Ultimate Exit: the Architecture and Urbanism of Tech-Secessionism

Ultimate Exit: the Architecture and Urbanism of Tech-Secessionism Symposium at the Van Alen Institute, on December 11, 2014

Can the titans of tech engineer an escape from government oversight? Initiatives like Seasteading and talk of Silicon Valley’s “ultimate exit” are part of a growing tech-secessionist movement in which a variety of actors from venture capitalists and companies like Google to cloud-based communities of individuals are imagining city-state-like sites escaping state jurisdiction.

What might these enclaves look like? How do the architecture, urbanism, politics and psychology of exit intermingle? Ultimate Exit interviews the movement’s protagonists and critics and interprets these landscapes through a multimedia installation by architect Martti Kalliala and artist Daniel Keller.

Participants: architect Martti Kalliala; artist Andrea Crespo, Ed Keller, associate dean of distributed learning and technology at Parsons the New School for Design; philosopher, theorist Nick Land; and futurist and writer Geoff Manaugh.

Martti Kalliala: Ultimate Exit: the Architecture and Urbanism of Tech-Secessionism Symposium at the Van Alen Institute.

The executive director of the Van Alen Institute, David van der Leer, opening the Ultimate Exit symposium. Photo: Cameron Blaylock

Curator of the event, architect Martti Kalliala introducing the theme and the program of the Ultimate Exit symposium. Photo: Cameron Blaylock

The event was curated by Martti Kalliala and enabled by FCINY's MOBIUS fellowship program. 

During fall 2014 Martti Kalliala spent two months working at the independent architectural organization Van Alen Institute via FCINY's MOBIUS fellowship program. Kalliala curated the Ultimate Exit: the Architecture and Urbanism of Tech-Secessionism symposium, a series of live interviews exploring different aspects of tech-secessionism such as concept of seasteading. In addition, Kalliala produced a media art piece in collaboration with artist Daniel Keller.

The participants of the Ultimate Exit panel discussion were futurist and writer Geoff Manaugh, artist Andrea Crespo and Ed Keller, associate dean of distributed learning and technology at Parsons the New School for Design. Photo: Cameron Blaylock

Martti Kalliala and Jenna Sutela with PWR Studio, Disruption Begins at Home 1. Photo: Paavo Lehtonen

Martti Kalliala is an architect whose work focuses on the identification and conceptualization of emerging spatial conditions. Current themes in his work are the relationship between shifting modes of sovereignty and jurisdiction and built form and notions of progress, liquidity and technological disruption as drivers of the production of space – most notably the home, the workplace and the city itself.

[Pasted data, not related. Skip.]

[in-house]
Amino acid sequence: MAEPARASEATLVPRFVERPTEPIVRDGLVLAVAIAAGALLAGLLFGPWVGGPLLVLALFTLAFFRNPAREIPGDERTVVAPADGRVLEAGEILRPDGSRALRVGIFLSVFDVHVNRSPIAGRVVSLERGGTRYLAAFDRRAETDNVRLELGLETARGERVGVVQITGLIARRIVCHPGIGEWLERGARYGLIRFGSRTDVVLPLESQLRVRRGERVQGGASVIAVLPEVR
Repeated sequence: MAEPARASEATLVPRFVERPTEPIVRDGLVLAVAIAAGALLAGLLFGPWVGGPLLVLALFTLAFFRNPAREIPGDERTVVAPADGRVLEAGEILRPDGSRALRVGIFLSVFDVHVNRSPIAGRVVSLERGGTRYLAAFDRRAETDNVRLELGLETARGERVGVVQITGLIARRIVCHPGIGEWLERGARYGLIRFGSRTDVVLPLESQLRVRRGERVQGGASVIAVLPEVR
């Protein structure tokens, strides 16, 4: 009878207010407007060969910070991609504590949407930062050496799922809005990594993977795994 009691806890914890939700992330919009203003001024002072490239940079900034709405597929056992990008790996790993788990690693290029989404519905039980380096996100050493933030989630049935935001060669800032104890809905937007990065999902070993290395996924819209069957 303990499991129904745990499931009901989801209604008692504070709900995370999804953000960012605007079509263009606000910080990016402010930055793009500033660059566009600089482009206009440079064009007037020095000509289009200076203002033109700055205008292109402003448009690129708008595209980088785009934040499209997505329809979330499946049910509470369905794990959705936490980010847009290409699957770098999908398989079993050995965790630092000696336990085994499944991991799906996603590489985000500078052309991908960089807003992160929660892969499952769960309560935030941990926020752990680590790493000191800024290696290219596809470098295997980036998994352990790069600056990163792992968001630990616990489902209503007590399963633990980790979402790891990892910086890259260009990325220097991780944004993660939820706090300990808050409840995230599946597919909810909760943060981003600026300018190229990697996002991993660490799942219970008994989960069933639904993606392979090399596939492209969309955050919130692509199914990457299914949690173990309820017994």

Amongst a variety of projects, he recently curated the symposia series A Thousand Islands, an extended discussion on boundaries, limits, islands, enclaves/exclaves and states of exception as spatial protocols and produced in collaboration with artist/writer Jenna Sutela and PWR Studio Disruption Begins at Home – a speculative investigation into the ethos of homeownership under a financialized economy of debt. He is also the editor and co-author of Solution 239-246, Finland: The Welfare Game (Sternberg Press, 2011) and a contributor to the Airbnb Pavilion at 2014 Venice Architecture Biennale.

Van Alen Institute, Elsewhere, 2014

Van Alen Institute

Since its founding in 1894, Van Alen Institute has promoted innovative thinking about the role of architecture and design in civic life. Today the Institute’s competitions, research, and public programs shape the public conversation and bring design excellence to the built environment of cities and sites around the world. Van Alen’s widely influential legacy of competitions includes Public Property: An Ideas Competition for Governors Island (1996), which kicked off an international conversation about Governors Island and its redevelopment as a public resource, and TKTS2K: A Competition to Design a New York Icon (1999), which led to the TKTS booth in Times Square and reactivated the public space at the busiest pedestrian intersection in New York City.



MOBIUS is a fellowship program for visual arts, museum and archive professionals based in New York, the United Kingdom, the Republic of Ireland and Finland. The program enables transatlantic mobility and collaborative practices and supports long-lasting professional relationships.